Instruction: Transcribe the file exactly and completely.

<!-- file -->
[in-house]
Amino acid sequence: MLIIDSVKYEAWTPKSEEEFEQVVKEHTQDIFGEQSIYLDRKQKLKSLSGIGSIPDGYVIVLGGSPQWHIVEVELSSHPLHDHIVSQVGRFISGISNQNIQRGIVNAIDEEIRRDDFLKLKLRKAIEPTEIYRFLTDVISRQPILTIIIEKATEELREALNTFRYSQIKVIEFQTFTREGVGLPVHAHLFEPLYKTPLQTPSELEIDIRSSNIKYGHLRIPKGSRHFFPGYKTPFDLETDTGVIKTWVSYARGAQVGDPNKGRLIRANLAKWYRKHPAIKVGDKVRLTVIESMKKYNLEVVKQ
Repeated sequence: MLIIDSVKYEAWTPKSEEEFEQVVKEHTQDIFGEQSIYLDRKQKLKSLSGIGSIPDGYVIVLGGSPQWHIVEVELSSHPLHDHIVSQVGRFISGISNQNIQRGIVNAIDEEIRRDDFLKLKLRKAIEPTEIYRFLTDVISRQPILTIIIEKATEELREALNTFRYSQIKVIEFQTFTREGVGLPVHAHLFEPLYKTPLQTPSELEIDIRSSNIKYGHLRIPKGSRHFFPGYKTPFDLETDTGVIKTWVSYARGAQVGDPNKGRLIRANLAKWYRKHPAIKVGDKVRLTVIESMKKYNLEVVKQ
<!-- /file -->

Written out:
[in-house]
Amino acid sequence: MLIIDSVKYEAWTPKSEEEFEQVVKEHTQDIFGEQSIYLDRKQKLKSLSGIGSIPDGYVIVLGGSPQWHIVEVELSSHPLHDHIVSQVGRFISGISNQNIQRGIVNAIDEEIRRDDFLKLKLRKAIEPTEIYRFLTDVISRQPILTIIIEKATEELREALNTFRYSQIKVIEFQTFTREGVGLPVHAHLFEPLYKTPLQTPSELEIDIRSSNIKYGHLRIPKGSRHFFPGYKTPFDLETDTGVIKTWVSYARGAQVGDPNKGRLIRANLAKWYRKHPAIKVGDKVRLTVIESMKKYNLEVVKQ
Repeated sequence: MLIIDSVKYEAWTPKSEEEFEQVVKEHTQDIFGEQSIYLDRKQKLKSLSGIGSIPDGYVIVLGGSPQWHIVEVELSSHPLHDHIVSQVGRFISGISNQNIQRGIVNAIDEEIRRDDFLKLKLRKAIEPTEIYRFLTDVISRQPILTIIIEKATEELREALNTFRYSQIKVIEFQTFTREGVGLPVHAHLFEPLYKTPLQTPSELEIDIRSSNIKYGHLRIPKGSRHFFPGYKTPFDLETDTGVIKTWVSYARGAQVGDPNKGRLIRANLAKWYRKHPAIKVGDKVRLTVIESMKKYNLEVVKQ